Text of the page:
October 7, 2016

Telling the Story of Learning through “Kid Cams” – Guest Post from Tim Kaegi

This guest post from Innovation Summit speaker, Tim Kaegi (@TLKaegi), first appeared on Daily Genius.

Given the ever-changing philosophies in the educational landscape, proving that learning is happening in the classroom has been redefined. Sure, traditional worksheets and formal assessments can still be shared and sent home, but other options to display students’ learning now exist. Digital work, audio clips, and videos can easily be shared by students and teachers through emails, the cloud, and social media. However, despite these newer trends and tools, it still seems that telling the story of learning remains concentrated on the finished product… when it should do just the opposite.

There is always more to the story. The behind-the-scenes processes, enlightenments, and yes, failures, encapture so much more to students’ learning than displaying and assessing only the final product. There are simply too many unique experiences and discussions going on within the classroom walls to let it go undocumented. But how can all of these moments be captured?

Being intentional with sound and video clips can certainly help documenting a process. Progressional pictures of student work and interaction can also help showcase a learning experience from beginning to end. There are countless variations and combinations of how to document process. Each teacher can find and experiment with their own personal styles and talents. However, there is one tool above all that can help redefine the documentation process for any teacher: a “Kid Cam”

While action cameras were largely invented for action sports, recently they have also proven to be an effective documentation tool in the classroom. Yes, it may sound silly at first, but attaching action cameras to students’ will do so much for the classroom experience.

Before diving into the three major ways a “Kid Cam” can help out a classroom, take a look at what this looks like in action. Here is an example of a girl navigating through the prototyping process of an inventions experience.

Noticeably, the footage was cut down to little snippets to try and give a little window into what the girl was experiencing: the successes, failures, and everything in between. So what does it do for educators? Why bother with all the time, effort, and money to make this happen in classrooms? Here are the three best reasons for installing a “Kid Cam” into the classroom.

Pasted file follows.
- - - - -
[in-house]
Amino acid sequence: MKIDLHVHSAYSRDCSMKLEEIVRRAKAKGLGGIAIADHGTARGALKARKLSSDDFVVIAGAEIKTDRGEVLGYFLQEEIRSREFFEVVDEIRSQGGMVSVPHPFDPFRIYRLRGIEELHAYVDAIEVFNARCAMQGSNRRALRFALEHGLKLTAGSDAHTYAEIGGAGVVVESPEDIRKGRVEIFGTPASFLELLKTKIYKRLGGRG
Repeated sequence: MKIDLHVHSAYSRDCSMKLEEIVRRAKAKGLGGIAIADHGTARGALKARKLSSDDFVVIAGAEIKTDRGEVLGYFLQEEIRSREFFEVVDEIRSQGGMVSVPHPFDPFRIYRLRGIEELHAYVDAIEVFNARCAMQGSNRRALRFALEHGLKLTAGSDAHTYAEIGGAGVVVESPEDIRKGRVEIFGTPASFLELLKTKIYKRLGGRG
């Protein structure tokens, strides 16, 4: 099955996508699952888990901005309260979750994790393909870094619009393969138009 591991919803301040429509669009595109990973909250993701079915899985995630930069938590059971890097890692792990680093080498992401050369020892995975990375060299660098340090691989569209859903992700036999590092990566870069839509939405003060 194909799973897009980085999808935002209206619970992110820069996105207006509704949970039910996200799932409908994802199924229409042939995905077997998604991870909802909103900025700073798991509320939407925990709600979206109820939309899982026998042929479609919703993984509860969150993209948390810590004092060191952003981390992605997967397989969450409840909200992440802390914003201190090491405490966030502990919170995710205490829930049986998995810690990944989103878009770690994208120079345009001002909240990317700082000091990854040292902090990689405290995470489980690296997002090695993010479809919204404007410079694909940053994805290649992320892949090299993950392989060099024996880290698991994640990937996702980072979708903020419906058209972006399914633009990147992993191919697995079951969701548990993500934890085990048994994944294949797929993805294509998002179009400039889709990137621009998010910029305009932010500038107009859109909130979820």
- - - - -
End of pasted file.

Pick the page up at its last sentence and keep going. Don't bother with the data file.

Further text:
Teacher reflection while editing

Recording a student’s point-of-view for a significant amount of time can unveil plenty. When editing the raw footage, teachers will become entranced in student dialogue that is not normally overheard (it’s quite remarkable how quickly students forget that a camera is recording). Teachers will also get caught reflecting on personal successes and failures as a teacher. If open to self-critiquing, editing opens up opportunities to become an even stronger teacher.

Student reflection while watching

Once the footage has been curated and created by the teacher, it can be shown to the class for even more reflective purposes. For one, the student that is wearing the camera gains a better idea of movement throughout the class and how conversations with peers go. In addition, and very importantly, the student gains an idea of what he or she actually sounds like. All of this rolls up into teachable moments where students begin to understand that they should not be ashamed of who they are. Even though it may not seem like it at times, this is how the world sees them, so they need to embrace it and be proud of who they are.

It opens a window for parents and other educators: Being able to experience the classroom through students’ points-of-view is a powerful thing. It helps improve parents’ empathy for what the students go through on a daily basis, as well as gives a better understanding of the classroom culture. By sharing “Kid Cam” videos, trust is built between teacher, students, and parents alike. In addition, other educators that are always looking for ideas can utilize the shared window into the classroom to see how the process flowed, and then adapt it to personal preferences.

A win-win for all parties involved. So go ahead and give it a try!

One more for the road? Sounds good. Here is a class giving the classroom some wallpaper.

Tim Kaegi - Innovation Summit Speaker

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